Business is not just about providing products and services that work. As a small business owner, you should establish an image that sets you apart from your competitors. A trademark is your product brand; it’s what customers recognize. This may be an expression, word, domain name, product, logo, symbol, or any other device that sets you apart. If you’re a service provider, this is known as your service mark. Any mark that is registered with the U.S. Patent and Trademark Office must be distinctive. To be distinctive, it must be fanciful, arbitrary or suggestive.
These are the most distinctive trademarks. Consider Xerox. This word has no other meaning in the English language. Letters can be random or strategically placed to evoke a certain image or sound. Kodak, for example, is a fabricated word. Company founder George Eastman simply liked words that start with the letter “k.” He used an anagram to come up with the name, Kodak. He wanted an unassociated word that was short and easy to pronounce.
Fanciful trademarks are difficult to achieve. As a business owner, you have to educate the public and create a product association from scratch. This usually requires an aggressive marketing strategy and a lot of time.
Apple, Camel and Blackberry are examples of arbitrary trademarks. These are English words with actual meanings, but they’re also used to describe consumer products. You can trademark a word that is in the dictionary, but only if that word has no relation to your company or products. For example, you cannot legally register “orange” if your company produces orange juice. Conversely, Apple is allowed a fruit-inspired trademark because the company sells computers.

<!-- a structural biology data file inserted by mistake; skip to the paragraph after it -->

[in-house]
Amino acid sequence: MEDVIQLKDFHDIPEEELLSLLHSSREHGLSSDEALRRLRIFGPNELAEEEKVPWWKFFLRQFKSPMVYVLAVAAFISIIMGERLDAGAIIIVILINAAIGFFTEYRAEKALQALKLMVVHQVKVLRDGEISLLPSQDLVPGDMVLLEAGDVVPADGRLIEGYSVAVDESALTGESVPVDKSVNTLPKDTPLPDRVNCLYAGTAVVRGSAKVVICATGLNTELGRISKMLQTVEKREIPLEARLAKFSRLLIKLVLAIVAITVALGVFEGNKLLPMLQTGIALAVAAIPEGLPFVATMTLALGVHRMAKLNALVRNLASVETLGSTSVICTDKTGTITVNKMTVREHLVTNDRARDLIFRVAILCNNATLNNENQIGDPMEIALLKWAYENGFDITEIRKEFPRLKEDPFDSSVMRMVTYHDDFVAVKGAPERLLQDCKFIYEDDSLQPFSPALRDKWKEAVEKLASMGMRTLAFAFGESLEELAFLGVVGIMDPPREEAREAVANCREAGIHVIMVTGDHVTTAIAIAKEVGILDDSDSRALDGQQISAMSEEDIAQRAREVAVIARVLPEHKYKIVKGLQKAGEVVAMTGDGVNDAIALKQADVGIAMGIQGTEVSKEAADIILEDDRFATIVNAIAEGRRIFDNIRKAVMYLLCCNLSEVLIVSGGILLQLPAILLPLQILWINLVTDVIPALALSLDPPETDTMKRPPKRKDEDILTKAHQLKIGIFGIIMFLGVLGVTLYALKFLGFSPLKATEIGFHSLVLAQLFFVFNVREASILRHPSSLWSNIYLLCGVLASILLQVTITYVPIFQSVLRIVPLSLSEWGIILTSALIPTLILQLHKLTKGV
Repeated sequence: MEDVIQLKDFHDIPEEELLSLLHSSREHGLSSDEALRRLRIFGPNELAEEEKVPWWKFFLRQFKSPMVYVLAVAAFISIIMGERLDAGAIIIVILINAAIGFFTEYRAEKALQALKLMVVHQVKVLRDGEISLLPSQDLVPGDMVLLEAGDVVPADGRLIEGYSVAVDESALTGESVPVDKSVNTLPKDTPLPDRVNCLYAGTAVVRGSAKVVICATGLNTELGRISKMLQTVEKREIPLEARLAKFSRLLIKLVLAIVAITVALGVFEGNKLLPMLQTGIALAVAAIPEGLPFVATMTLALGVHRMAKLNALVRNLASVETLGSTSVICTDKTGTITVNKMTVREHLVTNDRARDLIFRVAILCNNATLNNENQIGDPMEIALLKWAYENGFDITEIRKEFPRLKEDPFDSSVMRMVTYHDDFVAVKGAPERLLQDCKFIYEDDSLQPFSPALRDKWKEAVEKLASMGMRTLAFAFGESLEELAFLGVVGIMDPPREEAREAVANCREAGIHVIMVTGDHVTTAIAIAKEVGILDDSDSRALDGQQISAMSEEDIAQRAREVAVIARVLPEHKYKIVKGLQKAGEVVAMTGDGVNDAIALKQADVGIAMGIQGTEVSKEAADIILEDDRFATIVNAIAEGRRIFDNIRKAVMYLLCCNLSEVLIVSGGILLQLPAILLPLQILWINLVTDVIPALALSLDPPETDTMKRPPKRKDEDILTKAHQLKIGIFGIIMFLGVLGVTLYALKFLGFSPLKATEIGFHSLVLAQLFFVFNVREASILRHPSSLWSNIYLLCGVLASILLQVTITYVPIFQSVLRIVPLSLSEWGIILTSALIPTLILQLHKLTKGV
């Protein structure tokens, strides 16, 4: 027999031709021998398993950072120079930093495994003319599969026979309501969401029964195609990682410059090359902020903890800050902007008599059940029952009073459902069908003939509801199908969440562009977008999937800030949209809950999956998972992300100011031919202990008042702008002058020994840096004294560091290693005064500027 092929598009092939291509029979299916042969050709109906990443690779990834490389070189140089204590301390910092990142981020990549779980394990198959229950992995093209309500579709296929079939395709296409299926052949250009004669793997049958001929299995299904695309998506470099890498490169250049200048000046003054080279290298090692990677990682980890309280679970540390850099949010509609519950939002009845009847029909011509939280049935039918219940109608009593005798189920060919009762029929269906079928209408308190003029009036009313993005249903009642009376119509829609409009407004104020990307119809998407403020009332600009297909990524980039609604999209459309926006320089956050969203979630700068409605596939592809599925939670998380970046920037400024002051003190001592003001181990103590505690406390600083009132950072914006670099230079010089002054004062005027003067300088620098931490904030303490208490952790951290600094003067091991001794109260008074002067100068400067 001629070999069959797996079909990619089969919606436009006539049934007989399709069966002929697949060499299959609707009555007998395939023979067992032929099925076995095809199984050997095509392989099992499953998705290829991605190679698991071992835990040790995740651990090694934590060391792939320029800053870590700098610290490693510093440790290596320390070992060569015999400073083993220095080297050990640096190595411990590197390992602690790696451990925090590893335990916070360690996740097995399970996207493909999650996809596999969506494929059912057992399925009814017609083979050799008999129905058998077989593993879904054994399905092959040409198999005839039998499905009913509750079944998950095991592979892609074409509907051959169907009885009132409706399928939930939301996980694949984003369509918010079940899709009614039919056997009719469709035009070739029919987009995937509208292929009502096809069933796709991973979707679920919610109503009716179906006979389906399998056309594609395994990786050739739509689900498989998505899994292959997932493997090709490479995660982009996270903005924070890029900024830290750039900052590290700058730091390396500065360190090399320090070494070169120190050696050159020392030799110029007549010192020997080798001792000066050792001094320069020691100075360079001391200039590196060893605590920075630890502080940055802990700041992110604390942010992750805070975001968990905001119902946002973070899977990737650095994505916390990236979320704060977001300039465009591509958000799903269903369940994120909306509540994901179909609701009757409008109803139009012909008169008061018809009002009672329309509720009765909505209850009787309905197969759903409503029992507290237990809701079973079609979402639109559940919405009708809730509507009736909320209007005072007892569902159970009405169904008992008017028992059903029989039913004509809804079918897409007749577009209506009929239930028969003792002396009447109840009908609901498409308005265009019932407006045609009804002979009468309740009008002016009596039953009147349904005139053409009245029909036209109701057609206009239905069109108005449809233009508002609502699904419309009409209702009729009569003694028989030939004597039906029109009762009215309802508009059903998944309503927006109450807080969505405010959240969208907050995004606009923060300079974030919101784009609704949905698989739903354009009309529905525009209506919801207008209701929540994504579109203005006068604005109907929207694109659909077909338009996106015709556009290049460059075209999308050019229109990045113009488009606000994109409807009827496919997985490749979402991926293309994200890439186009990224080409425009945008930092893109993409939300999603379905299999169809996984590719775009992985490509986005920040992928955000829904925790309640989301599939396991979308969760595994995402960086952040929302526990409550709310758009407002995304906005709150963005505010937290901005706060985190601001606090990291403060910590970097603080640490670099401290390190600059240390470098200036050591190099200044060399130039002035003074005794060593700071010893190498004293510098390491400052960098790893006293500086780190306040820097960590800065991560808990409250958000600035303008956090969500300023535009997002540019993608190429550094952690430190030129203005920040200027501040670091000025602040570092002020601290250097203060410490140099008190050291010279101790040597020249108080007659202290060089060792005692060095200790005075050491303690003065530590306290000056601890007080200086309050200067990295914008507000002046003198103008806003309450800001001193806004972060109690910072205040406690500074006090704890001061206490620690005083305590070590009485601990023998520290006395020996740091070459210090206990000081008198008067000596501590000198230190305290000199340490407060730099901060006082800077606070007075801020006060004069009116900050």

When developing an arbitrary mark, you still need to educate your audience through brand recognition. Consider using adjectives that fit the feel or culture you are trying to create. However, always be mindful of your competitors and keep your mark unique.
These are words or phrases that actually relate to a particular product, service or company. A suggestive trademark indirectly implies a certain level of quality but requires some imagination on the part of the consumer. Examples include Coppertone sun lotion, Playboy magazines for men, 7-Eleven convenience stores, Mustang sports cars, Microsoft software and Airbus airplanes. This category leaves room for grey, but the U.S. Patent and Trademark office will ultimately decide whether or not your mark is suggestive.
A descriptive mark is not distinctive enough to warrant private ownership. For example, an auto manufacturer cannot register the term “reliable” for a line of heavy-duty trucks. Likewise, the Remington company was unable legally register the word “lektronic” for a particularly line of electric shavers.
It is possible to secure a trademark on a descriptive word, but only if the word is a secondary meaning for a product or service. The Sharp Corporation was able to legally protect its adjective trademark because the word is a secondary feature associated with the quality of a television set.
Finally, some terms are simply too general to be assigned exclusively. Generic marks are the least distinctive and will never actually become trademarks. Consider a smartphone or e-mail. These words simply identify a particular product type. However, it’s possible for a trademark to lose its distinctive qualities and become generic, but this usually involves an intense legal battle. Former trademarks include aspirin, cellophane, escalator, vaseline and linoleum. Alternatively, Xerox, Nintendo and Kleenex are examples of companies that have won trademark battles.
Trademarks for Small Businesses
It’s difficult to change a trademark once you are established, so it’s important to do your research up front. Try to be unique and strategic, but avoid going too general. Few businesses ever face the pressure of trademark generalization, so don’t be afraid to get a little creative.
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